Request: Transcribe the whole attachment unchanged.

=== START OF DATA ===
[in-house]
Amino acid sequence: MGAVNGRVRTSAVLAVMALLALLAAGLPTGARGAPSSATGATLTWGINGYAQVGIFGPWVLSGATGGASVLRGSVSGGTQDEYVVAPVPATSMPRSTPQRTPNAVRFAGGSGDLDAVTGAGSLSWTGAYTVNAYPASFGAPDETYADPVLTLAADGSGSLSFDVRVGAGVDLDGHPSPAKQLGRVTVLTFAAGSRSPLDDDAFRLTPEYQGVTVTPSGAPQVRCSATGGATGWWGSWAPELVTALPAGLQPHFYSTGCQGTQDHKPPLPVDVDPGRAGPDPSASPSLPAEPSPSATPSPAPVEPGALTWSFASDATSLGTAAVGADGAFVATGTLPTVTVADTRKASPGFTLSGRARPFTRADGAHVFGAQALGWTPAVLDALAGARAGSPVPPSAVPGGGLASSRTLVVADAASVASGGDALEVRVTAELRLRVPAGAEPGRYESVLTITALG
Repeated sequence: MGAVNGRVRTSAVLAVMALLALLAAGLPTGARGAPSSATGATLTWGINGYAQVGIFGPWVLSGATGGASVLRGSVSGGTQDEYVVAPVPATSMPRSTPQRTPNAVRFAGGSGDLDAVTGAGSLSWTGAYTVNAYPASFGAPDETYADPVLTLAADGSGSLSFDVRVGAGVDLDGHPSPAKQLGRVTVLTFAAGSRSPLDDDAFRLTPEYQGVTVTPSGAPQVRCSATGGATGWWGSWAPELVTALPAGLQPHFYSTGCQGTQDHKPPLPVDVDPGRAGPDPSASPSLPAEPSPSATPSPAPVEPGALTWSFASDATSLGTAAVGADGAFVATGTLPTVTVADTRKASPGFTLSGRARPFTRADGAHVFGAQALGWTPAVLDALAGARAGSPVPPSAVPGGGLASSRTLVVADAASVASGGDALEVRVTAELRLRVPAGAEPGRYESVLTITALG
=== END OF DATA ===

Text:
[in-house]
Amino acid sequence: MGAVNGRVRTSAVLAVMALLALLAAGLPTGARGAPSSATGATLTWGINGYAQVGIFGPWVLSGATGGASVLRGSVSGGTQDEYVVAPVPATSMPRSTPQRTPNAVRFAGGSGDLDAVTGAGSLSWTGAYTVNAYPASFGAPDETYADPVLTLAADGSGSLSFDVRVGAGVDLDGHPSPAKQLGRVTVLTFAAGSRSPLDDDAFRLTPEYQGVTVTPSGAPQVRCSATGGATGWWGSWAPELVTALPAGLQPHFYSTGCQGTQDHKPPLPVDVDPGRAGPDPSASPSLPAEPSPSATPSPAPVEPGALTWSFASDATSLGTAAVGADGAFVATGTLPTVTVADTRKASPGFTLSGRARPFTRADGAHVFGAQALGWTPAVLDALAGARAGSPVPPSAVPGGGLASSRTLVVADAASVASGGDALEVRVTAELRLRVPAGAEPGRYESVLTITALG
Repeated sequence: MGAVNGRVRTSAVLAVMALLALLAAGLPTGARGAPSSATGATLTWGINGYAQVGIFGPWVLSGATGGASVLRGSVSGGTQDEYVVAPVPATSMPRSTPQRTPNAVRFAGGSGDLDAVTGAGSLSWTGAYTVNAYPASFGAPDETYADPVLTLAADGSGSLSFDVRVGAGVDLDGHPSPAKQLGRVTVLTFAAGSRSPLDDDAFRLTPEYQGVTVTPSGAPQVRCSATGGATGWWGSWAPELVTALPAGLQPHFYSTGCQGTQDHKPPLPVDVDPGRAGPDPSASPSLPAEPSPSATPSPAPVEPGALTWSFASDATSLGTAAVGADGAFVATGTLPTVTVADTRKASPGFTLSGRARPFTRADGAHVFGAQALGWTPAVLDALAGARAGSPVPPSAVPGGGLASSRTLVVADAASVASGGDALEVRVTAELRLRVPAGAEPGRYESVLTITALG